[webkit-dev] DRT/WTR should clear the cache at the beginning of each test?
kbalazs at webkit.org
Sun Oct 28 14:35:23 PDT 2012
On 10/28/2012 08:25 PM, Ami Fischman wrote:
>> We can live in one of two worlds:
>> 1) LayoutTests that concern themselves with specific
>> network/loading concerns need to use unique URLs to refer to
>> static data; or
>> 2) DRT clears JS-visible state between tests.
>> The pros/cons seem clear to me:
>> Pro#1: loading/caching code is coincidentally tested by (unknown)
>> tests that reuse URLs among themselves.
>> Con#1: requires additional cognitive load for all webkit
>> developers; the only way to write a test that won't be affected
>> by future addition of unrelated tests is to use unique URLs
>> Pro#2: principle of least-surprise is maintained; understanding
>> DRT & reading a test (and not every other test) is enough to
>> understand its behavior
>> Con#2: loading/caching code needs to be tested explicitly.
>> IMO (Pro#2 + -Con#1) >> (Pro#1 + -Con#2).
>> Are you saying you believe the inequality goes a different way,
>> or am I missing some other feature of your thesis?
> Yes, this is a fair description.
> I'm going to assume you mean that yes, you believe the inequality goes
> the other way: (Pro#2 + -Con#1) << (Pro#1 + -Con#2)
> This accidental testing is not something to be neglected
> I'm not neglecting it, I'm evaluating its benefit to be less than its
> To make concrete the cost/benefit tradeoff, would you add a random
> sleep() into DRT execution to detect timing-related bugs?
> It seems like a crazy thing to do, to me, but it would certainly catch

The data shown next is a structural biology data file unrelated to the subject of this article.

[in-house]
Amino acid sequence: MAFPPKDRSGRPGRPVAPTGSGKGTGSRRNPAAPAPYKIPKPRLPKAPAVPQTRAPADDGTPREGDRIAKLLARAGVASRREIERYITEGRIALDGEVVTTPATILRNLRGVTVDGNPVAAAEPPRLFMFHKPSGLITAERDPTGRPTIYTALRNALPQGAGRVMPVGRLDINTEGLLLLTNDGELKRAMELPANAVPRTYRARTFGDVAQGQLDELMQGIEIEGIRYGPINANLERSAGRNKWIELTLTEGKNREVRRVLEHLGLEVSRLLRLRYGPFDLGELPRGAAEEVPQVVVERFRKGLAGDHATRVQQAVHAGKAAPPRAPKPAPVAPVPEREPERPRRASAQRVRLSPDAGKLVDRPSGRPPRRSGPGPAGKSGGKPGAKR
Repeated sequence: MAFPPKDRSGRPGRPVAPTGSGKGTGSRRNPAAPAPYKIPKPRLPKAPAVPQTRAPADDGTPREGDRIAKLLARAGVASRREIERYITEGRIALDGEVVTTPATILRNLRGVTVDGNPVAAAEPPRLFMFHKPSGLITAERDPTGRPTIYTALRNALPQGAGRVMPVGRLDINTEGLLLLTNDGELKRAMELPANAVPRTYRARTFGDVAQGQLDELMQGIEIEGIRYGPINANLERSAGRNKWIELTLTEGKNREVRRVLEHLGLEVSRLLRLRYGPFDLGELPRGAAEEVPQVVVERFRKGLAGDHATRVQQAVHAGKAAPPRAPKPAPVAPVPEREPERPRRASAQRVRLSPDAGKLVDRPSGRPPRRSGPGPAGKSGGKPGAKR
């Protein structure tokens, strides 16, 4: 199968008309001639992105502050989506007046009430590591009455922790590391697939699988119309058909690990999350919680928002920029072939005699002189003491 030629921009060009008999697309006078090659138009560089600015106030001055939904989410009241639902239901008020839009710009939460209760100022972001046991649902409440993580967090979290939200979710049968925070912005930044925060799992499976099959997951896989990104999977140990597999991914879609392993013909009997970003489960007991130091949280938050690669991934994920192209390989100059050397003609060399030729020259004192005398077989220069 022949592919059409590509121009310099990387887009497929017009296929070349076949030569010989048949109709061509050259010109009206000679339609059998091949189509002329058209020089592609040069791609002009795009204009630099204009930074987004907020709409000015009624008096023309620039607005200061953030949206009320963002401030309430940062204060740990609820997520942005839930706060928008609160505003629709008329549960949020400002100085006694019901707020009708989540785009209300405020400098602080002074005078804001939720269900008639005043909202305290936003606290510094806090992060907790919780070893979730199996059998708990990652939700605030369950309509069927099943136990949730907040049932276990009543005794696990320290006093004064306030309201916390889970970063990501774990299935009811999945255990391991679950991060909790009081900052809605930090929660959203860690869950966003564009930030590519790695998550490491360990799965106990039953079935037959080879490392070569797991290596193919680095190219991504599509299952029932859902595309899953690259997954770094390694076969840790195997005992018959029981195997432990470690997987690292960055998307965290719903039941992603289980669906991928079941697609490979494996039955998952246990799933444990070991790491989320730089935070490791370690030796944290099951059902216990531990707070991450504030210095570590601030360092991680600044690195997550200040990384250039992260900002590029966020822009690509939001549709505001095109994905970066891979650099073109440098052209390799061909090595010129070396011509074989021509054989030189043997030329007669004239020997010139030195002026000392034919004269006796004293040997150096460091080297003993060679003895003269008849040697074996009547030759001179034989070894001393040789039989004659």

> timing-related bugs quite effectively.
> If you don't think we should do that, can you describe how you're
> evaluating cost/benefit in each of the cases and why you arrive at
> different conclusions?
> (of course, adding such random sleeps under default-disabled flag
> control for bug investigation could make a lot of sense; but here I'm
> talking about what we do on the bots & by default)
> It's not humanly possible to have tests for everything in advance.
> Of course. But we should at least make it humanly possible to
> understand our tests as written :)
> Making understanding our tests not humanly possible isn't the way to
> make up for the not-humanly-possible nature of testing everything in
> every way.
> It just means we push off not knowing how much coverage we really
> have, and derive a false sense of security from the fact that bugs
> have been found in the past.
> I completely agree with Maciej's idea that we should think about
> ways to make non-deterministic failures easier to work with, so
> that they would lead to discovering the root cause more directly,
> and without the costs currently associated with it.
> I have no problem with that, but I'm not sure how it relates to this
> thread unless one takes an XOR approach, in which case I guess I have
> low faith that the bigger problem Maciej highlights will be solved in
> a reasonable timeframe (weeks/months).
>>> Memory allocator state. Computer's real time clock. Hard drive's
>>> head position if you have a spinning hard drive, or SSD
>>> controller state if you have an SSD. HTTP cookies. Should I
>>> continue the list?
>> These things are all outside of webkit.
> Yes, they are outside WebKit, but not outside WebKit control, if
> Did you intend that to be an objection?
> I imagine Balazs was pointing out that you included items that are not
> JS-visible in an answer to my question about things that are
> JS-visible. But that was part of an earlier fork of this thread that
> went nowhere, so let's let it go.
I was just meaning that it is not feasible to force every external
dependency to reset it's state, neither we want it. We just trust in
them. But the cache is in WebKit, and we can reset it's state. So either
resetting the cache is a good or a bad idea, I think it has nothing to
do with the fact that we cannot "reset" the OS and the hardware (and
external libs of course).
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